The Boeing MQ-25 Stingray is the result of the Carrier-Based Aerial-Refueling System program

The US Navy’s MQ-25 Stingray program is taking new steps. According to the US Navy, the “MQ-25 will be the world’s first operational, carrier-based unmanned aircraft and is integral to the future carrier air wing (CVW),” and that the MQ-25 “will provide an aerial refueling capability that extends the range, operational capability, and lethality of the CVW (carrier air wing) and carrier strike group (CSG).”

During the Navy’s recent deck drills with the MQ-25, the Unmanned Aerial Vehicle (UAV) “completed a series of test points that evaluated the functionality and capabilities of the deck handling system during both day and nighttime operations.” The Navy began deck trials earlier this month.

MQ-25 Stingray
MQ-25 Stingray

Before that, the experimental prototype MQ-25 T1 had successfully tested for the first time in-air refueling. The test flight took place on June 4, and successfully refueled the US Navy’s F/A-18F Super Hornet.

The Boeing MQ-25 Stingray is the result of the Carrier-Based Aerial-Refueling System program, which grew out of the earlier Unmanned Carrier-Launched Airborne Surveillance and Strike program. The first flight was made on September 19, 2019. The MQ-Stingray is shaping up to be an important new project for the Navy. Refueling at sea and in the air is crucially vital and allows Navy planes to remain in the air and on station for extended periods of time.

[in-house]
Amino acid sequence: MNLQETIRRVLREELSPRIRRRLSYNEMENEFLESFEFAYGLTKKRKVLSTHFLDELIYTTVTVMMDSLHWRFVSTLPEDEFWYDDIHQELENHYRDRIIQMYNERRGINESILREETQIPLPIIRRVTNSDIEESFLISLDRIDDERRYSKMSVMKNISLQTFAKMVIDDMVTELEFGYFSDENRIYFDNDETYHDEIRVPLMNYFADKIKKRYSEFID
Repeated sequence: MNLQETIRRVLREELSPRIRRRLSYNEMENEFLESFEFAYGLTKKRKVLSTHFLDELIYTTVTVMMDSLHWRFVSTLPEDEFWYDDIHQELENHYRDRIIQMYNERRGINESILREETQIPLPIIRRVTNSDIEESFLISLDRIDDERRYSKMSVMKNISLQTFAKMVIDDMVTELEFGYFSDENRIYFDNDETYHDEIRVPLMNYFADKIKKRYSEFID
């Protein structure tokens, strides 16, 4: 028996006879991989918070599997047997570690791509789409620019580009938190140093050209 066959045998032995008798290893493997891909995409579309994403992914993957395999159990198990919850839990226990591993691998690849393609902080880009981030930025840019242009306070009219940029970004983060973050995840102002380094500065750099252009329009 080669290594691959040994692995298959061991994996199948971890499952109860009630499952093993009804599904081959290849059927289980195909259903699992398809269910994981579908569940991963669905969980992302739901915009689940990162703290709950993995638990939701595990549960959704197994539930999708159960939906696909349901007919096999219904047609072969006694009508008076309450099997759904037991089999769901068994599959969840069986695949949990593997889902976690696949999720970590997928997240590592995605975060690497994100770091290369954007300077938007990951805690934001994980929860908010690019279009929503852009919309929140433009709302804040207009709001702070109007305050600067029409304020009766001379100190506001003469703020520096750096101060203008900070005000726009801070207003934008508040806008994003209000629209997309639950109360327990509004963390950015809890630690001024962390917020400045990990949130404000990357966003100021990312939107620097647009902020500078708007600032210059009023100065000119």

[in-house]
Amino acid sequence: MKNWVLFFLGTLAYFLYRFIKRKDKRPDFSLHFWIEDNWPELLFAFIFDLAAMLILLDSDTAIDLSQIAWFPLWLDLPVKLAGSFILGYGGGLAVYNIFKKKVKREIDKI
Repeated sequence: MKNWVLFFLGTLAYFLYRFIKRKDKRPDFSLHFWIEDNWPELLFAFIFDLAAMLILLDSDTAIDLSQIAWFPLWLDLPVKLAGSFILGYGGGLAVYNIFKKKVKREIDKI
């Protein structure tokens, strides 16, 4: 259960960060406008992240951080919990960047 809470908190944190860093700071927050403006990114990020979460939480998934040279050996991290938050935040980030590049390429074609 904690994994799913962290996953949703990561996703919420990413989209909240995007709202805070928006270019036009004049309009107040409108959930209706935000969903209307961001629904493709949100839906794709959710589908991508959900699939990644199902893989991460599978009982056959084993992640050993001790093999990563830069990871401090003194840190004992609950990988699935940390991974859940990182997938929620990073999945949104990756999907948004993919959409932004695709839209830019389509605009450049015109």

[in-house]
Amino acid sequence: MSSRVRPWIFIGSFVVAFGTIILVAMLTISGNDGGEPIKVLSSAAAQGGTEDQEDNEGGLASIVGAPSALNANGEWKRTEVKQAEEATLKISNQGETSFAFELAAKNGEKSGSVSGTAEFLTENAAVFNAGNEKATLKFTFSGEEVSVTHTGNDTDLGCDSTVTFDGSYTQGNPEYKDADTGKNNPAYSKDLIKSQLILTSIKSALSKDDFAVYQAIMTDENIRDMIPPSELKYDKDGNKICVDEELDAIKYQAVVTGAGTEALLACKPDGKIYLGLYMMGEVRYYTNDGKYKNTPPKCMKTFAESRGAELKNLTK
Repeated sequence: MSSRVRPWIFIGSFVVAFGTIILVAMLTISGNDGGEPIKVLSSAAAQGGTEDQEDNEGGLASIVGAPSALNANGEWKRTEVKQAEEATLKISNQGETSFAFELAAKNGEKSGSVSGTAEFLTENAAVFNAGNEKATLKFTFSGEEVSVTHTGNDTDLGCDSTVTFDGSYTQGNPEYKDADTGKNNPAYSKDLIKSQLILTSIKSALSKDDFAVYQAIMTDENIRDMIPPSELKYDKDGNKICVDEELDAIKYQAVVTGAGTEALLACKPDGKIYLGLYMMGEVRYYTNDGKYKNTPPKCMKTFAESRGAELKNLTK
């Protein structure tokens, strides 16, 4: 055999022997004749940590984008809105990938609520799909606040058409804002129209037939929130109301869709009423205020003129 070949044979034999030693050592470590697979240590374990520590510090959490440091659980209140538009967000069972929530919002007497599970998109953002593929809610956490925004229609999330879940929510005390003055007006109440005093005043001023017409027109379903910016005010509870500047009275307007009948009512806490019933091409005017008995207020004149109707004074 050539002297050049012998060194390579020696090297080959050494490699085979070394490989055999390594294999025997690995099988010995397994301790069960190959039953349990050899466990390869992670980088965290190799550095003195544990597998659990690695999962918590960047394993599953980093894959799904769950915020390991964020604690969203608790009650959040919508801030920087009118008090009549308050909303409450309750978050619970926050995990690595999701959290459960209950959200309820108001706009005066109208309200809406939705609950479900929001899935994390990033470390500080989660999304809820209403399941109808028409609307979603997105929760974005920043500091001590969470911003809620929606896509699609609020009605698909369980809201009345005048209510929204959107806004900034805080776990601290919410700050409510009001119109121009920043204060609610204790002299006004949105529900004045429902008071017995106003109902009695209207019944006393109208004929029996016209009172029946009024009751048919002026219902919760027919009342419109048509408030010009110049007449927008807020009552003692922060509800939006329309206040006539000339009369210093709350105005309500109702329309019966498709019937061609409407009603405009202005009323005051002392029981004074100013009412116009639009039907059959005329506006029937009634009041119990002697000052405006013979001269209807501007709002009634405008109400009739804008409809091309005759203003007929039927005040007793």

Boeing’s MQ-25 design is powered by one Rolls-Royce AE 3007N turbofan engine delivering 10,000 lbf (44 kN) of thrust; this is a variant of the engine used to power the Navy’s MQ-4C Triton. The aircraft is less stealthy than flying wing UAVs. It does feature a stealthy fuselage shaping, flush inlet to shield engine blades from radar and V-tail.

One of the United States’ premiere aircraft, the F-35 Lightning II stealth fighter, has sustained criticism, with detractors pointing to the airplane’s combat radius as a serious weakness inherent to the plane. That is a gap the Stingray could fill.

Earlier this year, an MQ-25 topped off an F-35C Lightning II in the air over Illinois, a program first. The Navy explained that they would like the Stingray to eventually be able to refuel all Navy aircraft currently capable of receiving fuel in the air, providing greater operational flexibility.

Every test brings the Stingray closer to becoming fully mission capable. And, once operational, the Stingray will become the world’s first unmanned aerial refueling aircraft – A significant advantage for Naval aviation.


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